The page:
Sensibility and the Road: The Journal of Madame Knight and the Cultural Refinement of Eighteenth-Century New York
By Melissa Antonucci
In 1704, Sarah Kemble Knight took a journey from Boston to New Haven, traveling over 400 hundred miles on horseback, over five months, roundtrip, to conduct a little family business in place of her husband, who was indisposed at the time. In her journal, written for the entertainment of family and friends, Knight, acting as deputy husband, talked about conditions on the road, the fear she experienced as a woman, and the people she encountered on the periphery of Boston and New York, then one of the major cities in the colonies.
Much of her diary records the slovenly life and attitudes of those living in this in-between wilderness. From these descriptions, Knight establishes herself as someone who has the authority to speak about, and ultimately judge, others. She presents herself in the process as a polite, cultured, and educated woman. But it is not until she arrives in New York that she encounters a degree of refinement and civility that aligns with her own tastes and sensibilities. Although the descriptions of her time in New York are brief—comprising just four pages in the journal, despite a delightful two weeks spent in the city—these observations nonetheless provide significant clues into the architecture, social interactions, culture, and customs of early eighteenth-century New York.
Very little is known about the details of Knight’s life. In his 1990 introduction to the journal, Sargent Bush, Jr. provides the most extensive biography of her life. From him, we know that Kemble married shipbuilder Richard Knight, a man much older than she, sometime after April 1688. A little over a year later, she gave birth to her only child, Elizabeth. By the time she traveled to New Haven, she was an established merchant—an occupation she maintained even before her husband’s death—as well as an unofficial schoolteacher.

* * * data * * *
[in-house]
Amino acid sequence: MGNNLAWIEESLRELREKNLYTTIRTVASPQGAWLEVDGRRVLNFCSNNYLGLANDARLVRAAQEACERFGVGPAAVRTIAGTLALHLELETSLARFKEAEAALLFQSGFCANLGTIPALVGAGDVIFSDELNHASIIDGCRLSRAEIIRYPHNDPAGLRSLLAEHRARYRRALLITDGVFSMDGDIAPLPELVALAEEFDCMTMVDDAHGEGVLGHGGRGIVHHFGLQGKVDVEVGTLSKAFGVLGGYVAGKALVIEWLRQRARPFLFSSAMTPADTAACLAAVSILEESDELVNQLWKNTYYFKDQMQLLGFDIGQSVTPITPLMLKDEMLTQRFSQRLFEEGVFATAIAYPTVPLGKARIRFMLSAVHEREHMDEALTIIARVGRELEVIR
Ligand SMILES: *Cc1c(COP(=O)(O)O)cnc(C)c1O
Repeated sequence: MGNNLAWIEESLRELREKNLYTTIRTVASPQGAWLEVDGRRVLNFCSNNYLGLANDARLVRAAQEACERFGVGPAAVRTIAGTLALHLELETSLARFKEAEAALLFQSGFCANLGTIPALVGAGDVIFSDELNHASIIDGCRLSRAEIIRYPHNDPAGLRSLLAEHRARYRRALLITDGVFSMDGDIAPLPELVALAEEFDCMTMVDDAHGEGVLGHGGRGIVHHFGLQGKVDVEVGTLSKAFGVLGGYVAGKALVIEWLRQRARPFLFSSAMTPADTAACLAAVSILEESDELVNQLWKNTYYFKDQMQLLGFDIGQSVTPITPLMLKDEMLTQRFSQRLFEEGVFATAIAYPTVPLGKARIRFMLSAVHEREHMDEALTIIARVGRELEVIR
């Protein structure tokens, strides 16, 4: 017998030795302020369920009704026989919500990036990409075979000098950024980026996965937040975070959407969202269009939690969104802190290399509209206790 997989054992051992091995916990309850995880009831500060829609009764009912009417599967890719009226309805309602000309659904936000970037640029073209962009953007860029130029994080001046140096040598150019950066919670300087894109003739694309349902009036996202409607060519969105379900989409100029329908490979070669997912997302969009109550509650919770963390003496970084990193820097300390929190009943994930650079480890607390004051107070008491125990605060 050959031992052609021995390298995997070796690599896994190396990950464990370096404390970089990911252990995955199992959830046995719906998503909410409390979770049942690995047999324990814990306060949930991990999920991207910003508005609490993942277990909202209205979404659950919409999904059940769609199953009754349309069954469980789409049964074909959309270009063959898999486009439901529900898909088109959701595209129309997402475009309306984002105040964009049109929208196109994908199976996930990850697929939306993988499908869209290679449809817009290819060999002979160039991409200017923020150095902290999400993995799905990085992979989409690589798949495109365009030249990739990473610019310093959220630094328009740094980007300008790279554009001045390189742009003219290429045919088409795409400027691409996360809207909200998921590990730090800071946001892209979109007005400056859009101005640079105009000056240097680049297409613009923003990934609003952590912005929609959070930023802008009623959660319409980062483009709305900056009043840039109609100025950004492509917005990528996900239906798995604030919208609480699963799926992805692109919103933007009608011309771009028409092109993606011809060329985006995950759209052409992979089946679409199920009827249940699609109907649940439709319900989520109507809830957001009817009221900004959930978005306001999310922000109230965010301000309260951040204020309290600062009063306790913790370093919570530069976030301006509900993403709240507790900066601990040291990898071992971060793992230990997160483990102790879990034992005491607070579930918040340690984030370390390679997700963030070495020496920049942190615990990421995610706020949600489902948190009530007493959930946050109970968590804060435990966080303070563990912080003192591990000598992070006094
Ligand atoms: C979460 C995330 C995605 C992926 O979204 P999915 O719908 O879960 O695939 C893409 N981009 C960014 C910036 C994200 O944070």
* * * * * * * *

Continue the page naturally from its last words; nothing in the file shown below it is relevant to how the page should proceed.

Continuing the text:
Bush echoes the popular claim “that the young Benjamin Franklin was among her pupils,” although the evidence for this rumor has yet to be discovered. But false or not, the claim highlights the context of her life.
As Bush notes, Knight’s journal was penned the year of Franklin’s birth, “halfway between the settlement of the Massachusetts Bay Colony in 1630 and the beginning of the revolutionary war in 1775.” Much of her young life passed in the Boston of Increase Mather and his son Cotton, who in 1702, published Magnalia Christi Americana, his famous tome of New England history. In it, Mather included a map that shows the route Sarah Knight would follow just two years later. Parts of this route, known as the Post Road, would later form U.S. Route 1, the Boston and Maine Railroad, and the New England Turnpike. Although Knight’s journal remained unpublished until 1825, the record of her journey—of the places she visited and of the people she encountered—embodies New England’s transition from a stronghold of Puritanism to a secular commodities market where the organizing principles of one’s life centered not around religion, solely, but increasingly on conversation, fashion, economic status, and race.
Sketches of Eighteenth-Century New York